The big drops in the early years of SS weren't about demographics, they were about the way the system was rolled out. You had to pay taxes for at least 3 years before you were eligible for benefits. Suppose they start collecting taxes today on everyone 20-62. Three years later the leading edge retires. The ratio of workers to beneficiaries one year after the benefit start is (number of people 20-64)/(number of people exactly 65). The next year the denominator doubles to (number of people 66 or 65). In the early years the ratio is the sequence 45/1, 45/2, 45/3 etc, which gives the shape we see in the graph.

In practice, this effect stretched out longer than you'd think because SS initially covered about half the workers. Each time they added another category of workers, they got another layer of this type of curve.

I don't want to claim that the changing birth rate is the only factor in the changing worker/retiree ratio. Just that it is big enough to be considered as part of the problem.
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Old 06-04-2012, 09:25 PM   #25
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Well he looked comfortable in his white shirt and tie being interviewed at a villa. He is just a young pup at 68 himself. Why dont he take his white shirt and tie off and put some jeans, work boots, and tshirt on a go roof a couple houses or pour some concrete driveways. He could surely do it 12 years to age 80 no problem!
My granddad was doing blue collar work into his mid 80s... not exactly sure what he was doing at the time (he had MANY different jobs over his lifetime)... but my mom said that he made his assistant carry his tools up the stairs on the water tower.... will have to talk to her to get some more info on this as she had told me over 35 years ago.... he died when he was 98...
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Old 06-04-2012, 09:28 PM   #26
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True. But remember the birth rate is a big deal, too. The WWII generation averaged 3 children per couple. The Boomers averaged 2. If nothing else had happened, the changing birth rate alone would lead to a 50% increase in the tax rate or a 33% decrease in benefits.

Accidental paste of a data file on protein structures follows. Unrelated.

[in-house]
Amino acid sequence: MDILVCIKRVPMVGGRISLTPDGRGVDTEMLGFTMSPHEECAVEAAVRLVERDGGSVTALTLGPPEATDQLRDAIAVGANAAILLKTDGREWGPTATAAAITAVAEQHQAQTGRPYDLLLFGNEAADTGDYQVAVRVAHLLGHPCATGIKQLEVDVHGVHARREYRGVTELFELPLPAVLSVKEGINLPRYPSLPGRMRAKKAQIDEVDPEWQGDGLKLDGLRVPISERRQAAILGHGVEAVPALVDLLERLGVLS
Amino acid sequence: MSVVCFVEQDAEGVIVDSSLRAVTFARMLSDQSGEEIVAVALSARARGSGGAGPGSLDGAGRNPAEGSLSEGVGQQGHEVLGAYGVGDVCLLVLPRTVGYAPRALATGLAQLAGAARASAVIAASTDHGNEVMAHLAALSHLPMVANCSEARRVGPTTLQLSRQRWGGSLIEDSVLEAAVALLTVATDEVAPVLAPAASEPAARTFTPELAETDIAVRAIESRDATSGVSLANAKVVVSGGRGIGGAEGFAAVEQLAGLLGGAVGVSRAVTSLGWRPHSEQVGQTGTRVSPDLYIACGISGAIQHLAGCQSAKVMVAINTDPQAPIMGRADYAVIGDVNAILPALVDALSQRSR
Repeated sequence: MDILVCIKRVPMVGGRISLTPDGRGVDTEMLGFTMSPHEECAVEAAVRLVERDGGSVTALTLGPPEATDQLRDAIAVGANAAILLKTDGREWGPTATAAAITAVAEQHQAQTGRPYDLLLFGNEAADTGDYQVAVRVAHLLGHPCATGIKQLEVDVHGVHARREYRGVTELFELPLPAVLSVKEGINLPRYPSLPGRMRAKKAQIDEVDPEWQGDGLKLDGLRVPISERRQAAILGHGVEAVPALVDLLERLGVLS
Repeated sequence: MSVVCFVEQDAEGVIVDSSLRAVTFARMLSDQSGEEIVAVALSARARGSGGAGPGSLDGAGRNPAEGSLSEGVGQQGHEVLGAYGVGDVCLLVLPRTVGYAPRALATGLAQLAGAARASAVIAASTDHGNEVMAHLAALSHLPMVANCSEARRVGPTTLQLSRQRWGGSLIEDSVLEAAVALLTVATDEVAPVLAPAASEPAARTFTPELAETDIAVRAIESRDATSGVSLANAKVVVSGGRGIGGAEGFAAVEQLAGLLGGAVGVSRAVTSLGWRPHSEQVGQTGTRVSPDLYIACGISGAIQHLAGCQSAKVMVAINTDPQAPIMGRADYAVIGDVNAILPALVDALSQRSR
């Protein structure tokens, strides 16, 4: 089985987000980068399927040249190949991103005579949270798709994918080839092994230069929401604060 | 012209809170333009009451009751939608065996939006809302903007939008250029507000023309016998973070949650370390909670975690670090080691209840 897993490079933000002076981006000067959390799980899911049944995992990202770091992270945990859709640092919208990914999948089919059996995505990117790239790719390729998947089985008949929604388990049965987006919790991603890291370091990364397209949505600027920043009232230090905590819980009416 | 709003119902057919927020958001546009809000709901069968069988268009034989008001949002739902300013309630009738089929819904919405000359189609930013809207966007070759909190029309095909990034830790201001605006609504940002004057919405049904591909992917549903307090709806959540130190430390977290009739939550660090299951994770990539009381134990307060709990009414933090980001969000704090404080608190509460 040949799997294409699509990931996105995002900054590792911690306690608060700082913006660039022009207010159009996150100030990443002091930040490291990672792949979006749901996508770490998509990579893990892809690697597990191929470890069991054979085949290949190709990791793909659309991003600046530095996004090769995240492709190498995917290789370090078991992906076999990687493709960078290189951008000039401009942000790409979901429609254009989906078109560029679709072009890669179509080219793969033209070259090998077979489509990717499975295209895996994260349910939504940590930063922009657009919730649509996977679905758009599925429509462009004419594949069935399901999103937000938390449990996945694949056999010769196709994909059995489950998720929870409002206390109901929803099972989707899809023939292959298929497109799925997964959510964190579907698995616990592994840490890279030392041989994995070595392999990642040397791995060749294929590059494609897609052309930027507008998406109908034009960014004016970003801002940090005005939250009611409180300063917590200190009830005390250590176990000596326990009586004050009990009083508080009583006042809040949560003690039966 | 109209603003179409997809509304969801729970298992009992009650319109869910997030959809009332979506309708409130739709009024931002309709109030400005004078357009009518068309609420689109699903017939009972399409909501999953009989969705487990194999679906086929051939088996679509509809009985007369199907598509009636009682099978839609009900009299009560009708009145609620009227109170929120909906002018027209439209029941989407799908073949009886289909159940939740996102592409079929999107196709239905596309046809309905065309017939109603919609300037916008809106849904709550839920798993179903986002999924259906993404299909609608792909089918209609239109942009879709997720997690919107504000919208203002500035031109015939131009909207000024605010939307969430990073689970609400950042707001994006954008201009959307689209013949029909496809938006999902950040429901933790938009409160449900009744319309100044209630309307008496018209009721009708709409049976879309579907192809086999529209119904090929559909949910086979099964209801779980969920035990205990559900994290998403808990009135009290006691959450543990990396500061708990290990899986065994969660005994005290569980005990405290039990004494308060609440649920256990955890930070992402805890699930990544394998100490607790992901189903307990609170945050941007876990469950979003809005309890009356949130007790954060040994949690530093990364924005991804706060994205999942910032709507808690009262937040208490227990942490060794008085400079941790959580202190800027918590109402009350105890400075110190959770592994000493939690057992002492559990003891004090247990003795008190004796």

Immigration is taking up the slack from the lower birth rate... so the numbers are not as dire as you say.... not great, mind you, just not as bad...
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Old 06-04-2012, 09:53 PM   #27
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They can push the retirement age to how many years they like as long as they leave me alone - I am retired and done with working. There is more to life than working to survive. I refuse to be viewed as an economic output unit which must constantly be upgraded or prolonged to ensure better economic growth when there are so many greedy corporations and inefficient government still going on their usual ways.
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Old 06-05-2012, 12:56 PM   #28
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Immigration is taking up the slack from the lower birth rate... so the numbers are not as dire as you say.... not great, mind you, just not as bad...
How many immigrants of the type that we mostly get in America does it take to support one middle class professional in his old age? How many of our immigrants even work on the books?